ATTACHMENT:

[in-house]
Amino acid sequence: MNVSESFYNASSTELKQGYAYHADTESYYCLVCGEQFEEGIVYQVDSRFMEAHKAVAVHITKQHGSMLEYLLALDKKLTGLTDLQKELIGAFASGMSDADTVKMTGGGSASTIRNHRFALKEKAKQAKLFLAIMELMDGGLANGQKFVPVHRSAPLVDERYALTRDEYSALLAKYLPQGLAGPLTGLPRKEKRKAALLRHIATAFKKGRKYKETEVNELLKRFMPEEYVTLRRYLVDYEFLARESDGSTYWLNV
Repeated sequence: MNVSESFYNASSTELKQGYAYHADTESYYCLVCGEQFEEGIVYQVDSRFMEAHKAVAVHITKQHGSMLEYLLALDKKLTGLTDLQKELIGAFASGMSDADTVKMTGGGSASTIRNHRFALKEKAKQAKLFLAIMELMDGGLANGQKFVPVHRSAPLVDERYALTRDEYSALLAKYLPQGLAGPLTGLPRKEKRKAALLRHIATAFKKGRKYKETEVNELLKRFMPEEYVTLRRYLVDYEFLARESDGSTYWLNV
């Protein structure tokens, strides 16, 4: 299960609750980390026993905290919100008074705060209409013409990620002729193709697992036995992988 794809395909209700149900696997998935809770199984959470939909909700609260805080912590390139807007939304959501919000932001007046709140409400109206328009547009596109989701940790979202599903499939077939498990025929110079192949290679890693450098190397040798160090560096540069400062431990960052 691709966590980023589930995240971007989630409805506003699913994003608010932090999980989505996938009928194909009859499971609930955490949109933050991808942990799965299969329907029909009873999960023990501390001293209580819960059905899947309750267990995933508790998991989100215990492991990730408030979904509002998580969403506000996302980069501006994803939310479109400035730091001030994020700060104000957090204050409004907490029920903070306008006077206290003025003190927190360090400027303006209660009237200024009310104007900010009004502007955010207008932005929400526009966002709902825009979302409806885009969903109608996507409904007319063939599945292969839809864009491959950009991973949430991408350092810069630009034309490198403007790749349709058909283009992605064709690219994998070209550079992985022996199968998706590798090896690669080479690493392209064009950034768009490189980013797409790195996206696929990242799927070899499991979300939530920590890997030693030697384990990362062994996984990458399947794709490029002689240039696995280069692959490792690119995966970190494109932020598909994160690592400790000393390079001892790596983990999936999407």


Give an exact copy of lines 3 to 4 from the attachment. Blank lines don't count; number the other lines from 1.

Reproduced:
Repeated sequence: MNVSESFYNASSTELKQGYAYHADTESYYCLVCGEQFEEGIVYQVDSRFMEAHKAVAVHITKQHGSMLEYLLALDKKLTGLTDLQKELIGAFASGMSDADTVKMTGGGSASTIRNHRFALKEKAKQAKLFLAIMELMDGGLANGQKFVPVHRSAPLVDERYALTRDEYSALLAKYLPQGLAGPLTGLPRKEKRKAALLRHIATAFKKGRKYKETEVNELLKRFMPEEYVTLRRYLVDYEFLARESDGSTYWLNV
């Protein structure tokens, strides 16, 4: 299960609750980390026993905290919100008074705060209409013409990620002729193709697992036995992988 794809395909209700149900696997998935809770199984959470939909909700609260805080912590390139807007939304959501919000932001007046709140409400109206328009547009596109989701940790979202599903499939077939498990025929110079192949290679890693450098190397040798160090560096540069400062431990960052 691709966590980023589930995240971007989630409805506003699913994003608010932090999980989505996938009928194909009859499971609930955490949109933050991808942990799965299969329907029909009873999960023990501390001293209580819960059905899947309750267990995933508790998991989100215990492991990730408030979904509002998580969403506000996302980069501006994803939310479109400035730091001030994020700060104000957090204050409004907490029920903070306008006077206290003025003190927190360090400027303006209660009237200024009310104007900010009004502007955010207008932005929400526009966002709902825009979302409806885009969903109608996507409904007319063939599945292969839809864009491959950009991973949430991408350092810069630009034309490198403007790749349709058909283009992605064709690219994998070209550079992985022996199968998706590798090896690669080479690493392209064009950034768009490189980013797409790195996206696929990242799927070899499991979300939530920590890997030693030697384990990362062994996984990458399947794709490029002689240039696995280069692959490792690119995966970190494109932020598909994160690592400790000393390079001892790596983990999936999407």